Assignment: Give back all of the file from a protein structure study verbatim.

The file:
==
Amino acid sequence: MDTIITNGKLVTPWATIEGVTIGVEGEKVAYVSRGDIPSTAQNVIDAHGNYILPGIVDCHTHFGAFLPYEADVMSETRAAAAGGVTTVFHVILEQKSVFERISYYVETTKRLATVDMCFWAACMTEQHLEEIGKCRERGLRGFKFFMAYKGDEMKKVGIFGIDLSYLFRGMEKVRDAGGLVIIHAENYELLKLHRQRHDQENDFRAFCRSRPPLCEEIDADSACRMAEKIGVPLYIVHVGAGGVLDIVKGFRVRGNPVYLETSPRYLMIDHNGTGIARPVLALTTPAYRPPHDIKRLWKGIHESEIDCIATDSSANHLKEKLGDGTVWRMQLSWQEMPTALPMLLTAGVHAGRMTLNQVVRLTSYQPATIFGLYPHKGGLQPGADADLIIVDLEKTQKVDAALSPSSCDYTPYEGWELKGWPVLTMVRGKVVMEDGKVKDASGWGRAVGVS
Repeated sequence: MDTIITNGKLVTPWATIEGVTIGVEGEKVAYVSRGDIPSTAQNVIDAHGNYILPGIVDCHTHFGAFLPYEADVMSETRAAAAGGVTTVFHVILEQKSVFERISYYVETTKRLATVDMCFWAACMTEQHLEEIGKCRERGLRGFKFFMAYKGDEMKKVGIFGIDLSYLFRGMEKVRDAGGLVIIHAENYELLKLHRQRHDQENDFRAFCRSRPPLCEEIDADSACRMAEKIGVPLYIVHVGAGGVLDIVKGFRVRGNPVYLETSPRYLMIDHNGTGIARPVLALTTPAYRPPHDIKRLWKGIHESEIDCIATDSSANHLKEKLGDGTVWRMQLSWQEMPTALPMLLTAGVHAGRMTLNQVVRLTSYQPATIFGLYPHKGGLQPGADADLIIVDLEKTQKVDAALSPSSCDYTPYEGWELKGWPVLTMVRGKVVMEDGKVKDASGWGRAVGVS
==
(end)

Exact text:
Amino acid sequence: MDTIITNGKLVTPWATIEGVTIGVEGEKVAYVSRGDIPSTAQNVIDAHGNYILPGIVDCHTHFGAFLPYEADVMSETRAAAAGGVTTVFHVILEQKSVFERISYYVETTKRLATVDMCFWAACMTEQHLEEIGKCRERGLRGFKFFMAYKGDEMKKVGIFGIDLSYLFRGMEKVRDAGGLVIIHAENYELLKLHRQRHDQENDFRAFCRSRPPLCEEIDADSACRMAEKIGVPLYIVHVGAGGVLDIVKGFRVRGNPVYLETSPRYLMIDHNGTGIARPVLALTTPAYRPPHDIKRLWKGIHESEIDCIATDSSANHLKEKLGDGTVWRMQLSWQEMPTALPMLLTAGVHAGRMTLNQVVRLTSYQPATIFGLYPHKGGLQPGADADLIIVDLEKTQKVDAALSPSSCDYTPYEGWELKGWPVLTMVRGKVVMEDGKVKDASGWGRAVGVS
Repeated sequence: MDTIITNGKLVTPWATIEGVTIGVEGEKVAYVSRGDIPSTAQNVIDAHGNYILPGIVDCHTHFGAFLPYEADVMSETRAAAAGGVTTVFHVILEQKSVFERISYYVETTKRLATVDMCFWAACMTEQHLEEIGKCRERGLRGFKFFMAYKGDEMKKVGIFGIDLSYLFRGMEKVRDAGGLVIIHAENYELLKLHRQRHDQENDFRAFCRSRPPLCEEIDADSACRMAEKIGVPLYIVHVGAGGVLDIVKGFRVRGNPVYLETSPRYLMIDHNGTGIARPVLALTTPAYRPPHDIKRLWKGIHESEIDCIATDSSANHLKEKLGDGTVWRMQLSWQEMPTALPMLLTAGVHAGRMTLNQVVRLTSYQPATIFGLYPHKGGLQPGADADLIIVDLEKTQKVDAALSPSSCDYTPYEGWELKGWPVLTMVRGKVVMEDGKVKDASGWGRAVGVS